Malton flood defences proved to be 'robust'
A review into serious flooding in parts of North Yorkshire in November 2012 has said flood defences proved "robust".
Flooding in Malton, Norton and Old Malton was caused by surface and ground water combined with high river levels.
That combination overwhelmed drainage and sewerage systems in the area, the review says.
North Yorkshire County council said some properties had flooded but it was not on the level seen in 2000, before river defences were built in 2004.
The Malton, Norton and Old Malton Flood Risk Review analysed the response by the council and other agencies to the flooding.
The council said although the £9m river defences held up, there was some seepage and repairs have been carried out by the Environment Agency.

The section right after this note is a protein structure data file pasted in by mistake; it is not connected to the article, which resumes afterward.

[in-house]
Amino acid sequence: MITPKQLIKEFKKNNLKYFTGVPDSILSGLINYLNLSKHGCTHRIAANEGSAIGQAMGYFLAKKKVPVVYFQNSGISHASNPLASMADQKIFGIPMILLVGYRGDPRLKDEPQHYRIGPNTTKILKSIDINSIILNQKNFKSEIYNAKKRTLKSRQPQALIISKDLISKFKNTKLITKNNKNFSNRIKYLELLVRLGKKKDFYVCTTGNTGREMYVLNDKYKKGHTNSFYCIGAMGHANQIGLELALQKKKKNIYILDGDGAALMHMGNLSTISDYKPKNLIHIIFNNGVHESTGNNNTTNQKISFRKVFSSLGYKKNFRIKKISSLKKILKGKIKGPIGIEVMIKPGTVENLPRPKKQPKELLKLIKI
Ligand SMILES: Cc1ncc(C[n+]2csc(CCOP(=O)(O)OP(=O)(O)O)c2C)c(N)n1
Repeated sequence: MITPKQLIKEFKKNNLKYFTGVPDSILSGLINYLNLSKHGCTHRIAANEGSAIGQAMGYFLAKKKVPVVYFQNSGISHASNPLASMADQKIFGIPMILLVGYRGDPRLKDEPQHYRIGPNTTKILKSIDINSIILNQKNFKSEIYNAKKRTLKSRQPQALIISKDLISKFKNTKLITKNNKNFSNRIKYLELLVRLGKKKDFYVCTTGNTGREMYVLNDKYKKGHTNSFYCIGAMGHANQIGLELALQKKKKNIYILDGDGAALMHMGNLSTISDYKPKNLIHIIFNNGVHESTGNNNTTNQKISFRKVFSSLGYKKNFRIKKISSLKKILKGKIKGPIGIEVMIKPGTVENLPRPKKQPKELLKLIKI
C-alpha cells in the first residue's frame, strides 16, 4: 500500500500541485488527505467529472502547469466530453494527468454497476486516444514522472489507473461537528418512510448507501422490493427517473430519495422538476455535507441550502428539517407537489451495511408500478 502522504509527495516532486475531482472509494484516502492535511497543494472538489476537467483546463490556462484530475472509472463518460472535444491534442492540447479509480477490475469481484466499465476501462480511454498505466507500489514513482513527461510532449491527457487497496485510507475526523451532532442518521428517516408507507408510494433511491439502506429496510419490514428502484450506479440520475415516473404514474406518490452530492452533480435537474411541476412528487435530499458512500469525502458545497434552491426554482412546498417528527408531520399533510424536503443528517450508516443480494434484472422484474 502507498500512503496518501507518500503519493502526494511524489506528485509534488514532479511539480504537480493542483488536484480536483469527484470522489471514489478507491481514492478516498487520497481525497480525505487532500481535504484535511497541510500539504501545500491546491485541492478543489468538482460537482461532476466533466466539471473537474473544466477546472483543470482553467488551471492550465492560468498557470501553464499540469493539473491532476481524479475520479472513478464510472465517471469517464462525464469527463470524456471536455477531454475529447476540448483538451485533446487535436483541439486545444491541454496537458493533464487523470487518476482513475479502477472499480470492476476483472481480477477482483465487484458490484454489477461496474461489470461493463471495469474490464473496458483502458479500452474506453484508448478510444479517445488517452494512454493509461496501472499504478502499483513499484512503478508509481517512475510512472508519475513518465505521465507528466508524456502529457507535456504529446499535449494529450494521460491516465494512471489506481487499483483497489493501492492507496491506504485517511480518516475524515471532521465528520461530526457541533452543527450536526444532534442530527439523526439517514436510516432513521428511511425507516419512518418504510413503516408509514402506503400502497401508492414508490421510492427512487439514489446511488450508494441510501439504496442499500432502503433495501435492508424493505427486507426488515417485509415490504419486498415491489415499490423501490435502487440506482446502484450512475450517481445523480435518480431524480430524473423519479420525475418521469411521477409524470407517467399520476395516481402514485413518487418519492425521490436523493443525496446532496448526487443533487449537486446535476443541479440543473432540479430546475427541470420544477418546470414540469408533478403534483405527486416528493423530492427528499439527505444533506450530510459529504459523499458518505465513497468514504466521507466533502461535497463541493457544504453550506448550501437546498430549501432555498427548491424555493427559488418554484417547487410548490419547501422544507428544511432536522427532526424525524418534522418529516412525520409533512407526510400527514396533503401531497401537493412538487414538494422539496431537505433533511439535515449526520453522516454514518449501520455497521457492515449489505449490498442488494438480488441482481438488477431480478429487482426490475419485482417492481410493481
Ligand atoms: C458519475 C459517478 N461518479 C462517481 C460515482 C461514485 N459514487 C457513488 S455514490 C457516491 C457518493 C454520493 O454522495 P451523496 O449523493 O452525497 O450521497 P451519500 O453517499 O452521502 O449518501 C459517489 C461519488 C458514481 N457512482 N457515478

A location-specific pumping plan using temporary, moveable pumps has also been developed.
The review recommends work to reduce the impact of flooding and pumping operations on roads in the area.
It suggests installing permanent rail and road crossings for pipe work needed during pumping operations.
The review says there needs to be a better understanding of how groundwater levels and springs interact and how drainage systems behind river defences work.
Conservative county councillor Gareth Dadd, executive member for environmental services, said: "We are confident that the measures that have been identified so far, and in many cases delivered already, offer greatly enhanced protection."
The North Yorkshire Flood Risk Partnership, which comprises the Environment Agency, Yorkshire Water, the internal drainage boards and the county and district councils, will consider the review in December.